Specifically, the report stated that lightweight plastic piping products are expected to have lower environmental impacts during manufacturing compared with copper because lighter-weight products (i.e., PEX) reduce manufacturing, transportation and disposal burdens. The report also found that the energy consumed and overall impacts from manufacturing plastic pipe using common, low-temperature extrusion processes are but a small fraction of the already minimal environmental impacts of plastic pipe. In other words, plastic pipe extrusion processes are clean and low-impact operations.
The process by which copper is mined, refined, transformed into end products and then used — such as pipe — is very energy-intensive, using a great deal of nonrenewable energy during its lifetime. And, copper piping systems can have a much shorter lifespan compared with PEX because of the corrosion and pinhole leaks that can happen with harsh water systems.
PEX pipe, on the other hand, is a much more durable and longer-lasting building product. PEX will not pit, scale or corrode like copper can. And, due to its extreme flexibility, PEX is even highly resistant to damage from frozen water because the pipe can expand up to three times its diameter and then contract back down to its original size.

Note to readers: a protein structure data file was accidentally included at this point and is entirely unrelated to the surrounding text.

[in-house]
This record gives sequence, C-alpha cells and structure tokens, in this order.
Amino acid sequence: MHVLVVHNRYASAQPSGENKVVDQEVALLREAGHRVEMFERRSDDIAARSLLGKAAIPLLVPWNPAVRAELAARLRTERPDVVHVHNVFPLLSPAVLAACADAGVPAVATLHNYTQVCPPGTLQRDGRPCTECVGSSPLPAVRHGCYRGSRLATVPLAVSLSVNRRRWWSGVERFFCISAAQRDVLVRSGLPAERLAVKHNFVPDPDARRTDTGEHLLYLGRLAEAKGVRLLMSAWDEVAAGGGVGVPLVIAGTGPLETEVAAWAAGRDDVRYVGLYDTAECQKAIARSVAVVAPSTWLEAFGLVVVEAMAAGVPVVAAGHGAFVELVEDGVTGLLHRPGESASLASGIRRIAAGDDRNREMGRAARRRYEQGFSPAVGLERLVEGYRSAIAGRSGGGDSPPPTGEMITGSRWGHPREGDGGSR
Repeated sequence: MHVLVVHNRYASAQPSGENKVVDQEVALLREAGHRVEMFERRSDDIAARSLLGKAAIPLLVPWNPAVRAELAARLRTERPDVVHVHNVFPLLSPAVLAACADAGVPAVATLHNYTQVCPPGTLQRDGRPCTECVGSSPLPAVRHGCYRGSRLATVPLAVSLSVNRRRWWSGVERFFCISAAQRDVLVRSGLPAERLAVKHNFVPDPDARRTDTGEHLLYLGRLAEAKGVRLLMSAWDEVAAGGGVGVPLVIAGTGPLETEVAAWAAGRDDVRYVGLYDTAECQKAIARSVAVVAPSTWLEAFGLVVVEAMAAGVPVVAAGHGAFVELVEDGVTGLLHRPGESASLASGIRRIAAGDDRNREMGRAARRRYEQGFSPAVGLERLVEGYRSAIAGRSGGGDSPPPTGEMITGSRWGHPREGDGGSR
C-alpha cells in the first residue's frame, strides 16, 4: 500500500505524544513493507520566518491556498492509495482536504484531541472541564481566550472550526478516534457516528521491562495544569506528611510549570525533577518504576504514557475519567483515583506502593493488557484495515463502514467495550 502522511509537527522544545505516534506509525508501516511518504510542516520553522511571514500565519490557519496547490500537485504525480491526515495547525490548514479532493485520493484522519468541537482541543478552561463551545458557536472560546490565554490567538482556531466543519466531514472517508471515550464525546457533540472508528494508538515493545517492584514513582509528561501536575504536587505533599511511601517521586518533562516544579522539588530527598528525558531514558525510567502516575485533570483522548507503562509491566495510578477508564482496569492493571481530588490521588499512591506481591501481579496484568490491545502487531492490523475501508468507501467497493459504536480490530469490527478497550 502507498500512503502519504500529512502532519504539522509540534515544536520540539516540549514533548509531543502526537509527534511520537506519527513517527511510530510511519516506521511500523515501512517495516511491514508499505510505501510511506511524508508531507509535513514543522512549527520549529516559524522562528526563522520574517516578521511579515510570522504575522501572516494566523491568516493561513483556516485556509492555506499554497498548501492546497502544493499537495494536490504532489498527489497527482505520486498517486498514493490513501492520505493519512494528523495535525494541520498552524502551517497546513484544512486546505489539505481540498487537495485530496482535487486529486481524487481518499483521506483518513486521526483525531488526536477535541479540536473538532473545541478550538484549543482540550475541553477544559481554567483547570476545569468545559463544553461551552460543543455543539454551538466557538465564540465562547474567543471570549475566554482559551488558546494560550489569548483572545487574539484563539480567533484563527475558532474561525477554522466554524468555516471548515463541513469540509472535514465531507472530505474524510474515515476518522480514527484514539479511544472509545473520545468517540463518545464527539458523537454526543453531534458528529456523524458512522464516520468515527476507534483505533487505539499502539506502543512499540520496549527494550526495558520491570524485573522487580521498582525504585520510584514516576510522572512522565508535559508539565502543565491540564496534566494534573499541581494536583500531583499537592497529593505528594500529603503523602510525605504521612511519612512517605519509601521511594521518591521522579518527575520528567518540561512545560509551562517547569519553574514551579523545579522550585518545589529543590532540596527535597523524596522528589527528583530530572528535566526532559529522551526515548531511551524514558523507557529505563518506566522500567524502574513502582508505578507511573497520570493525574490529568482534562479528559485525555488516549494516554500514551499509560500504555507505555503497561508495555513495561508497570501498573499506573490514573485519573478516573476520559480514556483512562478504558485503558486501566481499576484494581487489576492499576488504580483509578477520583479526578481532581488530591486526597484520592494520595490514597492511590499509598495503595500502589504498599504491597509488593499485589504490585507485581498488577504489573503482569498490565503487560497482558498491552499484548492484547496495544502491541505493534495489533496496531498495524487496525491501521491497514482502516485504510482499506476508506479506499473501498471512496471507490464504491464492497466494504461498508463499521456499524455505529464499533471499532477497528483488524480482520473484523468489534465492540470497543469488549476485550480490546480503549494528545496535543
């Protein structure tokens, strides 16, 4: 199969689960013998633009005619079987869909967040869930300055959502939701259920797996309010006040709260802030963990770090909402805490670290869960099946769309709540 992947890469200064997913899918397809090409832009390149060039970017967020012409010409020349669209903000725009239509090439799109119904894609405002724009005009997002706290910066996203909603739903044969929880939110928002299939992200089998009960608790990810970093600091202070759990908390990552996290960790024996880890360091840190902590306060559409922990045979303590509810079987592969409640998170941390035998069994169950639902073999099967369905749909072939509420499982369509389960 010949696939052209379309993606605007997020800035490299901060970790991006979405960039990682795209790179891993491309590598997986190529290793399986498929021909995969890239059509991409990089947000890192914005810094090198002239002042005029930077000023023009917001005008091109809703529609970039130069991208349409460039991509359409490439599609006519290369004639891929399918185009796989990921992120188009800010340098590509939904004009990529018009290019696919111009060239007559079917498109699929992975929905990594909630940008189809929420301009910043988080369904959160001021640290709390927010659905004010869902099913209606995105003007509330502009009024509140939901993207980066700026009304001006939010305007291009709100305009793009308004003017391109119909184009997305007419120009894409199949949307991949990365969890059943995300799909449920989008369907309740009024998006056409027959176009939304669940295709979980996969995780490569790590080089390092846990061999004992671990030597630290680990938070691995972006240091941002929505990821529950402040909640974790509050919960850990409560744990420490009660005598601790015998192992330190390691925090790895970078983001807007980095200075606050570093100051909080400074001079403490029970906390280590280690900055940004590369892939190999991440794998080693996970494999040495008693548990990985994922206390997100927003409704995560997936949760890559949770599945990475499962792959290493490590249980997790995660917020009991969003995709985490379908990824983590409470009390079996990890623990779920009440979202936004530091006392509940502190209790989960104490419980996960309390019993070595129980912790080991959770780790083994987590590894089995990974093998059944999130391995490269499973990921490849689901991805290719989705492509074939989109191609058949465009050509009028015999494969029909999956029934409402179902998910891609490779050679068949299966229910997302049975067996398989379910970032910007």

Additionally, long-term testing programs on PEX have shown that it has a potential lifespan of more than 100 years. So, while copper systems may have to be re-piped every few years or decades due to corrosion and pinhole leaks, a PEX system can last 10 times longer — or more.
Time is on PEX’s side
Some may be questioning, how can a plastic product like PEX that uses a raw material derived from nonrenewable resources, such as natural gas or crude oil, be a good choice for the environment? Consider this: When taking into account all the alternative uses for crude oil and natural gas, it is readily obvious that such "feed stocks" are far better off employed for the manufacture of durable goods (such as pipe) rather than being consumed (i.e., burned up) in single-use applications, such as gasoline or diesel fuel for vehicle engines. Simply put — isn’t it better to use these nonrenewable energy sources to create a product that will last more than 100 years in a structure, rather than being burned up in a couple hours (or minutes) in a vehicle?